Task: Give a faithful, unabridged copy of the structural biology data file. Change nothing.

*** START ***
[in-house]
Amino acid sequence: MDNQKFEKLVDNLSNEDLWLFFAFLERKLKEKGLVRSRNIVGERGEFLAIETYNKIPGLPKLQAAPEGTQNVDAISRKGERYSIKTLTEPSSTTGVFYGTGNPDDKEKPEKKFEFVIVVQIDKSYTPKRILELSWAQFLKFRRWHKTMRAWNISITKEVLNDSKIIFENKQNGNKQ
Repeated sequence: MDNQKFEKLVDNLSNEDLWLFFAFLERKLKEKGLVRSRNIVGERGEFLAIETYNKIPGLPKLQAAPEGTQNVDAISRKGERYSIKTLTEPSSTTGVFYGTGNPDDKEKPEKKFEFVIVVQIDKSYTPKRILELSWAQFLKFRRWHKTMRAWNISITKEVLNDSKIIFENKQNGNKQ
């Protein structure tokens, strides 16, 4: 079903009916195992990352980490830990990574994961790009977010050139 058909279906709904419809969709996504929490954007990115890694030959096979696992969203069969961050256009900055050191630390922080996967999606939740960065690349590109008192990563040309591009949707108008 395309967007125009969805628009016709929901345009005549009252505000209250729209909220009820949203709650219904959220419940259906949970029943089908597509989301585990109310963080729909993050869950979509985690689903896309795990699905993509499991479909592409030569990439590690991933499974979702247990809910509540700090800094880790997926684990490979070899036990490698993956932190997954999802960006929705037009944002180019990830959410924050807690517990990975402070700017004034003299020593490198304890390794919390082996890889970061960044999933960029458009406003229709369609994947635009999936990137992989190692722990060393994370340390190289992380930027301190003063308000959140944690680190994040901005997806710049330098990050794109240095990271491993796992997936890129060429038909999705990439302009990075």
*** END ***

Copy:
[in-house]
Amino acid sequence: MDNQKFEKLVDNLSNEDLWLFFAFLERKLKEKGLVRSRNIVGERGEFLAIETYNKIPGLPKLQAAPEGTQNVDAISRKGERYSIKTLTEPSSTTGVFYGTGNPDDKEKPEKKFEFVIVVQIDKSYTPKRILELSWAQFLKFRRWHKTMRAWNISITKEVLNDSKIIFENKQNGNKQ
Repeated sequence: MDNQKFEKLVDNLSNEDLWLFFAFLERKLKEKGLVRSRNIVGERGEFLAIETYNKIPGLPKLQAAPEGTQNVDAISRKGERYSIKTLTEPSSTTGVFYGTGNPDDKEKPEKKFEFVIVVQIDKSYTPKRILELSWAQFLKFRRWHKTMRAWNISITKEVLNDSKIIFENKQNGNKQ
């Protein structure tokens, strides 16, 4: 079903009916195992990352980490830990990574994961790009977010050139 058909279906709904419809969709996504929490954007990115890694030959096979696992969203069969961050256009900055050191630390922080996967999606939740960065690349590109008192990563040309591009949707108008 395309967007125009969805628009016709929901345009005549009252505000209250729209909220009820949203709650219904959220419940259906949970029943089908597509989301585990109310963080729909993050869950979509985690689903896309795990699905993509499991479909592409030569990439590690991933499974979702247990809910509540700090800094880790997926684990490979070899036990490698993956932190997954999802960006929705037009944002180019990830959410924050807690517990990975402070700017004034003299020593490198304890390794919390082996890889970061960044999933960029458009406003229709369609994947635009999936990137992989190692722990060393994370340390190289992380930027301190003063308000959140944690680190994040901005997806710049330098990050794109240095990271491993796992997936890129060429038909999705990439302009990075």